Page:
extended to consonants.
2.2 Speech Production and Facial EMG
The process of human speech is complex with the involvement of number of muscles.
All facial muscles that are involved in pursing the lips, lifting the corners of the
mouth and opening the jaw are activated during speech. A number of these muscles
are not close to the surface making non-invasive EMG recording impossible. Further,
to record EMG from each of these muscles would be extremely clumsy making it
extremely uncomfortable for the human participants. Thus it is necessary to identify
the most suitable muscles that can be used to identify the different vowels. Three
facial muscles were identified that are more active when subjects attempt to
pronounce the five vowels. For this aim, three facial muscles were selected. These
include Mentalis, Depressor Anguli Oris and Massetter. The Mentalis originates from
the mandible and inserts into the skin of the chin to elevate and protrude lower lip,
pull chin skin into a pout. The Depressor anguli oris originates from the mandible and
inserts skin at angle of mouth pulls corner of mouth downward. Masseter originates
from maxilla and zygomatic arch and inserts to ramus of mandible to elevate and
protrude, assists in side-to-side movements of mandible.
2.3 EMG Feature Extraction and Classification
Muscle contraction is a result of electrical stimulation received from the nerves to
individual muscle fibers. This results in electrical activity that can be recorded by
electrodes kept in the close proximity of the muscles. This recording is called EMG.
The signal is a summation of number of motor unit action potentials that are spatially
and temporally separated. The signal is complex and non-stationary, it is bi-phasic
and cannot be represented by a simple mathematical function.
The force produced by contraction of muscles depends on the number of active
muscle fibers and the rate of activation of these fibers. Zero- crossing and spectral
analysis provide an indication of the rate of activation of the muscle fibers and the
density of muscle fibers that are being activated. The amplitude of EMG is an
indicator for the size of active motor units and the integrated EMG and the RMS–
EMG are indicators of rate (density) of activation as well as the number of active
motor units and the size of these motor units. RMS of EMG highlights the ‘strength of
the signal’ and thus the strength of contraction of the muscle.
For applications where the machine can identify the function generated by the
muscle based on SEMG, require automated analysis and classification of SEMG. For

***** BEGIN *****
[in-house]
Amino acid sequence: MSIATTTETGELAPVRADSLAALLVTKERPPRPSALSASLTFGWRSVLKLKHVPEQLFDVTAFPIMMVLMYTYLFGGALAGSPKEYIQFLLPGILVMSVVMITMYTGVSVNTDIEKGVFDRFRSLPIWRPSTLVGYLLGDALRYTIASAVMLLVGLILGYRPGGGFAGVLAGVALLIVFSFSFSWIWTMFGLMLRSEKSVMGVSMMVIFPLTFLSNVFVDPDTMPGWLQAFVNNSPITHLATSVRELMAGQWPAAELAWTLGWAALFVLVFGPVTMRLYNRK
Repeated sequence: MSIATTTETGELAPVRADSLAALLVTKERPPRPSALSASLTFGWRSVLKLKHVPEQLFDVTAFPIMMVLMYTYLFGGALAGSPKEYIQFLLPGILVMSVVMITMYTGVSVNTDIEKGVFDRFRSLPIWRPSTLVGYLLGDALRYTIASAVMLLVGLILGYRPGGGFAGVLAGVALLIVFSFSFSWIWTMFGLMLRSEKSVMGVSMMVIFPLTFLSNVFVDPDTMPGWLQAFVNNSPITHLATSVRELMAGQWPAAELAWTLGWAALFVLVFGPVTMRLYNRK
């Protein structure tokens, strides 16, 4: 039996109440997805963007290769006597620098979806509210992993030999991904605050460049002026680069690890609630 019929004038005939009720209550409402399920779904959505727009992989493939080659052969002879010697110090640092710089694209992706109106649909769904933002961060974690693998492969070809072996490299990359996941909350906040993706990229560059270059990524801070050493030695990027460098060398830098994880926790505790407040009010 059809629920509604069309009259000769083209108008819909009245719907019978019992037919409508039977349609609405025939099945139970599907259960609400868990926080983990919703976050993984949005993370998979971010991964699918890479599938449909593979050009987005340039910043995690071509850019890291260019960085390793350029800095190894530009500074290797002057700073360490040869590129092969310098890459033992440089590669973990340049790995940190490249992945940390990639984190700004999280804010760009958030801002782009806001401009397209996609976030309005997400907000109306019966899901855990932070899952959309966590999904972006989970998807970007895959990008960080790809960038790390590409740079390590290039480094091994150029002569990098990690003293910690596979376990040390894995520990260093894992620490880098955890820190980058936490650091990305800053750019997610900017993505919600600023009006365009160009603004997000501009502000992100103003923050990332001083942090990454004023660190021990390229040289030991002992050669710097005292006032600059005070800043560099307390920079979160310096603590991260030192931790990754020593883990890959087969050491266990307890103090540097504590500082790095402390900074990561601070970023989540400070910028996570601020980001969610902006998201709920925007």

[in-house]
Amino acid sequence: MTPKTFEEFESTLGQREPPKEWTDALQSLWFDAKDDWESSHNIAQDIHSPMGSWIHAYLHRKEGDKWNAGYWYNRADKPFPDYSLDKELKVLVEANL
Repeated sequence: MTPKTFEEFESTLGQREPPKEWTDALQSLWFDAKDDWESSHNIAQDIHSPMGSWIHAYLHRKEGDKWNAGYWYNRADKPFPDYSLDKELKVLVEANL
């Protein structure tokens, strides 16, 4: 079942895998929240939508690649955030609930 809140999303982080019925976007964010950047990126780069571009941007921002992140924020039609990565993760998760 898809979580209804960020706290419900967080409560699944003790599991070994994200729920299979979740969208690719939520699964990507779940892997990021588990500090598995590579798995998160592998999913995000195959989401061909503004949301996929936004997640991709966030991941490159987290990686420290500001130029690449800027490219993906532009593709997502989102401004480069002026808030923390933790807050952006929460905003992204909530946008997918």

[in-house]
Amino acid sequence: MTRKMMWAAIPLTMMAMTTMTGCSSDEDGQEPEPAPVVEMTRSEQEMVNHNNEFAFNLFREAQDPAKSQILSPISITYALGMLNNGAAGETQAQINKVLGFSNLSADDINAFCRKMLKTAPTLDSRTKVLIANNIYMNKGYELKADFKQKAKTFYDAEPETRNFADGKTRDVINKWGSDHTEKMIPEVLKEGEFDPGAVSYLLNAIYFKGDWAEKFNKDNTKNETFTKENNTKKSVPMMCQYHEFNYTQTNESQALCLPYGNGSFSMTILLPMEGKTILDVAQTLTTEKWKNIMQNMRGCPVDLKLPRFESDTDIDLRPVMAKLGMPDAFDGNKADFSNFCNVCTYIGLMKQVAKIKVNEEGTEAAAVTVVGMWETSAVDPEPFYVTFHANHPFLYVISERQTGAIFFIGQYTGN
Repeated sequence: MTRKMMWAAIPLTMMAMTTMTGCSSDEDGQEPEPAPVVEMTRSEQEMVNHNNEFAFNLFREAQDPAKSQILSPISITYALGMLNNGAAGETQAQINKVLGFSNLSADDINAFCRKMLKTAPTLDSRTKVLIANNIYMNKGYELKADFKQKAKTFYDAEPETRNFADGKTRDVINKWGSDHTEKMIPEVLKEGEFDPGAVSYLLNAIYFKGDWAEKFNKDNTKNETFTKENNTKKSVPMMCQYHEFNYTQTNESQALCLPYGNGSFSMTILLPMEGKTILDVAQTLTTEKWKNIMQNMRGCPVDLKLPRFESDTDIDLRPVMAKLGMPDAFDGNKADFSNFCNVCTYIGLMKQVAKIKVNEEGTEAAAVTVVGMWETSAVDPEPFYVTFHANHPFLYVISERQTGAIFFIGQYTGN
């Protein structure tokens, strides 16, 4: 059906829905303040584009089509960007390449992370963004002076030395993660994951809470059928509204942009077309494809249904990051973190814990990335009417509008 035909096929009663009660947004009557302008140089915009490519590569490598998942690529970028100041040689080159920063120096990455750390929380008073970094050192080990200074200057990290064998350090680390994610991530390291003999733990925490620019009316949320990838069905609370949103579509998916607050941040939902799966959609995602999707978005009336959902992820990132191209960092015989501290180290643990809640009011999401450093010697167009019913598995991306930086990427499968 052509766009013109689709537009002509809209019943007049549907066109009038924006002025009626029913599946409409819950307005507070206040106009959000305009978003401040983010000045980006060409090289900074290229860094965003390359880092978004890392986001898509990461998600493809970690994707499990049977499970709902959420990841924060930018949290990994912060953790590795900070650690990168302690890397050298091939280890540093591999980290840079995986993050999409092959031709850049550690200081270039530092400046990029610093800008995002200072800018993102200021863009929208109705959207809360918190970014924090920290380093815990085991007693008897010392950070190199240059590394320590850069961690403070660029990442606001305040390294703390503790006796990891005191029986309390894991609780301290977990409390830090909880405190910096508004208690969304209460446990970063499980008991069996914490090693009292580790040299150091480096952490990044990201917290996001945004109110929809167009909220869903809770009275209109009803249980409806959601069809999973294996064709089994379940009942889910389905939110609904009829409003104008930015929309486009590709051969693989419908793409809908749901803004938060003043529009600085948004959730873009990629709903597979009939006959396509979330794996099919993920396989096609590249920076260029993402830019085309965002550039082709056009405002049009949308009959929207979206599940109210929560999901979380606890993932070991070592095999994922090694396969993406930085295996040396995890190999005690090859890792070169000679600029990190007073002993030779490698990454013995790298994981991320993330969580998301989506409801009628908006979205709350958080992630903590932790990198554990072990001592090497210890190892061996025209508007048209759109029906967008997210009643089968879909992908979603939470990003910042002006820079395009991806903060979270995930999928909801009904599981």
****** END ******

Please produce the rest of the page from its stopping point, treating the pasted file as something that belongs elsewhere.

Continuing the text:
automated classification of SEMG related to movement, it is essential to develop the
system that can extract appropriate features of SEMG with respect to the movement
and have a mechanism for relating these features to the movement generating the
signal. Numbers of researchers have used different techniques for the purpose
including statistical analysis of the signal properties and auto-regression analysis
Graupe et al. [13] with 85% success rate. But this system was highly dependent on the
subject and recording and required high degree of manual intervention.
Hudgins et al [10] reported the first major work of SEMG classification using
Artificial Neural Networks (ANN). The ANN was used to introduce the flexibility
and self-learning ability to the classification technique. The accuracy of the
classification technique was ranging from 80% to 90%. The authors have also used
the magnitude of SEMG and neural network based classification to classify pre-
defined hand movements using three channels of SEMG [12].
Based on the above, this paper reports the use of multiple channels SEMG of the
facial muscles. RMS of the signal is computed and backpropagation neural network
has been used to classify SEMG with the shape of the mouth and lips so formed with
the aim to identify the vowel in the sub-auditory speech.
3 Methodology
3.1 EMG Recording and Processing
Three male subjects participated in the investigation. The AMLAB workstation was
used for EMG recording. The experiment used a 3-channel EMG configuration
according to recommended recording guidelines [7]. Ag/AgCl electrodes (AMBU
blue sensors from MEDICOTEST Denmark) were mounted on three selected facial
muscles (Mentalis, Depressor Anguli Oris and Massetter) on the right side of the
face. Inter electrode distance was arranged to be 1cm. Before the recording
commences, EMG target sites were cleaned with alcohol wet swabs. Inter-electrode
impendence was checked using a multimeter.
A pre-amplifier (with a Gain of 1000) was placed for each EMG channels. To
minimise movement artifacts and aliasing, a band-pass filter (with low corner (-3dB)
8Hz and with high corner (-3dB) frequency of 79Hz) was implemented. A notch
filter, to remove a 50Hz line noise, was also included. The EMG signal was amplified
and sampled with a rate of 250Hz.
Three facial EMG simultaneously were recorded and observed while subjects utter the
five English vowels (/a/, /e/, /i/, /o/, /u/) for three times with no acoustic out put (sub-
auditory). Enough resting time was given in between the three activations. Overall